Thursday, September 18, 2014
Inquirer Daily News

White magic

Too much is enough, but aesthetically this snow would be hard to top.

White magic

Whatever else the winter brings, it already has set a January standard for aesthetically magnificent snowfalls.

This is a personal observation, but the mega-storm this week topped them all. I can't recall one that has enchanted the landscape more.

Usually, snow that sticks to trees will descend in homely globs the morning after the snow stops.

Not this time. It's almost as though the thick white layers were applied with an adhesive. Our best guess is that this time around the effect resulted from heavy, soggy flakes falling in light winds in the first round of snow Wednesday morning.

The rain and freezing rain that followed added density to the cover, so that when the winds picked up, the snow held on and became a magnet for the new batch of flakes.

Our son noted quasi poetically that some of the trees look like yogurt pretzels. Okay, not Dylan Thomas, but not bad.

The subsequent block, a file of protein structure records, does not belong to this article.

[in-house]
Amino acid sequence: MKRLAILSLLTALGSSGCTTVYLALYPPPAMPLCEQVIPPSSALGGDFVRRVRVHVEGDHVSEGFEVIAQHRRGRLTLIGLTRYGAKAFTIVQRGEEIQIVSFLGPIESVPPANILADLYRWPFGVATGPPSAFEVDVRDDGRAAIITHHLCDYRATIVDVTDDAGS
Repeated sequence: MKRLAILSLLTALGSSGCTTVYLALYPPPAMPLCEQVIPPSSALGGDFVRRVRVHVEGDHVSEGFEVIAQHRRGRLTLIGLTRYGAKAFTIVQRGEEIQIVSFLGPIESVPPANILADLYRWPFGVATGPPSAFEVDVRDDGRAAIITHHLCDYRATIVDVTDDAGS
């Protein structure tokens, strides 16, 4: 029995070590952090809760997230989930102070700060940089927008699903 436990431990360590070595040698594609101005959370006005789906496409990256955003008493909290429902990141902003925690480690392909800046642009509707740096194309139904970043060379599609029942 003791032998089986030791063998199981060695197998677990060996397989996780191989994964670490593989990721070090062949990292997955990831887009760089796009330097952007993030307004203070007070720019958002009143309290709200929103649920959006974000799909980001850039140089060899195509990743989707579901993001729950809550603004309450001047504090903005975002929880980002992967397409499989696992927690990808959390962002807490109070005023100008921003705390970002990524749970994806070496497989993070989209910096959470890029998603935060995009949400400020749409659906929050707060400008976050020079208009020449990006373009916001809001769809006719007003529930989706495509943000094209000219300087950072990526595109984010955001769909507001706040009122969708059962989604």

What we've seen around here does bring to mind the Welsh poet and the description of snow in his wonderful "A Child's Christmas in Wales."

He described a snow that "came shawling out of the ground and swam and drifted out of the arms and hands and bodies of the trees."

Dylan Thomas might not spring to mind while you're shoveling, but do take a break and look around.




Tony Wood Inquirer Weather Columnist
About this blog

Everyone talks about the weather, and here we write about it.

When we’re around and conditions warrant, we’ll keep you updated about what’s coming, but we will do our best always to discuss weather and climate developments in context and remind you that nothing in the atmosphere happens in a vacuum.

Tony Wood has been writing about the atmosphere for The Inquirer for 26 years.

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Tony Wood Inquirer Weather Columnist
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